A highly desirable and architecturally lush part of Bromley, bordering Chislehurst
Bickley’s name was first recorded in 1279 and may have referred to a woodland clearing belonging to a man called Bicca or to a clearing on or near a pointed ridge.
The area was virtually uninhabited until the 18th century, apart from a hamlet called Cross in Hand, which lay near the present Chislehurst Road. A hunting lodge surrounded by fox-frequented heathland was in the hands of the Wells family from 1759 and the lodge was progressively enlarged to become Bickley Hall.
Deptford shipbuilder John Wells bought the 1,200-acre estate from his brother in 1812 but began to sell it off when he lost money in a Maidstone bank crash in 1841. The first roads had been laid out with villas for the upper middle classes by the time that Southborough (later Bickley) station opened in 1858.
Amidst alleged chicanery the Bickley Park estate was acquired by George Wythes, who employed some of the finest architects of the era to build even more superior homes for merchants and bankers, with gardens of two to five acres. When Chislehurst station opened in 1865 it was briefly called Chislehurst and Bickley Park.
A water tower was erected at the top of Summer Hill as a landmark for the estate. Wythes’ first architect was R Norman Shaw but Bickley’s principal creator was Shaw’s protégé Ernest Newton, who built 8 Page Heath Lane for himself in 1884.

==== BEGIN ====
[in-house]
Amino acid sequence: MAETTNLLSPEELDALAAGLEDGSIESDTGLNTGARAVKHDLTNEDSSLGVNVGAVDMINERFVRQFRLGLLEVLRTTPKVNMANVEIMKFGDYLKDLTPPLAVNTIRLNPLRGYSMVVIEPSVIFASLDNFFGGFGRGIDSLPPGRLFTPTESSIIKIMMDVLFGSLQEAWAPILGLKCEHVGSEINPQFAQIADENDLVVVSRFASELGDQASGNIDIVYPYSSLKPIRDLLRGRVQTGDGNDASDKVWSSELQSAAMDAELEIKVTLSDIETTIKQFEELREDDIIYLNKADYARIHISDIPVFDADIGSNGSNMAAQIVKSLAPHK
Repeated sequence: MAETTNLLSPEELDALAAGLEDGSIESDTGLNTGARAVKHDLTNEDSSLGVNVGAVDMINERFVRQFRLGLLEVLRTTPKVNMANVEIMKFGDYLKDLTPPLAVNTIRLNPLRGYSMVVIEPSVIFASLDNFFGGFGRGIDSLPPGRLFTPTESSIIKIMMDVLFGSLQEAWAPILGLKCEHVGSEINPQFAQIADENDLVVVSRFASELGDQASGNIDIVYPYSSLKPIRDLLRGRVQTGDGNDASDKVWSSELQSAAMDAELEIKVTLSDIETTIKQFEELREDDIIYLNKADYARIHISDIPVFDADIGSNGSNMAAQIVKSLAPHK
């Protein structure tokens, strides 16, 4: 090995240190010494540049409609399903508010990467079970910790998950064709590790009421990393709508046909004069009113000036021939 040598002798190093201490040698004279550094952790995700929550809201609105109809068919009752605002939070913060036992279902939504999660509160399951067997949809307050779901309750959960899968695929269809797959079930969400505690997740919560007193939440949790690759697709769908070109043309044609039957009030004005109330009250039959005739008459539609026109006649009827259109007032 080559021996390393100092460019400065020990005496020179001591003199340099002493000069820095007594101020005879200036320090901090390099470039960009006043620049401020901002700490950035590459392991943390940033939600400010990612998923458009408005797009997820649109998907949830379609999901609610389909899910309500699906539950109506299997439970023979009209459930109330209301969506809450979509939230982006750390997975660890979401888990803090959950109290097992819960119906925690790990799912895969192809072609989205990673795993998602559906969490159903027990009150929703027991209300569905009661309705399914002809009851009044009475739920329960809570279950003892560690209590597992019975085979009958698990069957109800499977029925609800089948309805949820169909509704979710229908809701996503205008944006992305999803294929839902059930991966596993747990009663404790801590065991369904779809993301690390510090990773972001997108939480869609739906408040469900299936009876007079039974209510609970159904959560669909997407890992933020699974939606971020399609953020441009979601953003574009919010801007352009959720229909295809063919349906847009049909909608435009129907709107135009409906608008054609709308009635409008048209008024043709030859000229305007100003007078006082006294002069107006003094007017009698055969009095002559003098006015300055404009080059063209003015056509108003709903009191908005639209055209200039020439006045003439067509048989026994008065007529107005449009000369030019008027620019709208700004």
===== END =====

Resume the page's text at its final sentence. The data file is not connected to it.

Over the following two decades Newton designed a series of distinctive properties in a style that became increasingly neo-Georgian. From 1905, Newton’s successor C H B Quennell laid out a more homogeneous little suburb around the church.
The Wythes left Bickley around 1908 and Bickley Hall was leased to a private school.
The hall was demolished in 1963 (as was the water tower around the same time) and its remaining parkland was developed with expensive houses, although these occupied smaller plots than the Victorian and Edwardian homes.
Over the course of the 20th century the impracticable grandeur of many of the early villas resulted in their demolition or conversion into flats, but there are also numerous survivors and even the replacements are exclusive. Bickley is so popular that estate agents lend its name to neighbouring localities like Widmore and Southborough, which provide the area’s limited shopping amenities.
The children’s writer Enid Blyton taught at Bickley Park School immediately after the First World War. This independent day school for boys now operates a preparatory and pre-preparatory school at two sites on Page Heath Lane.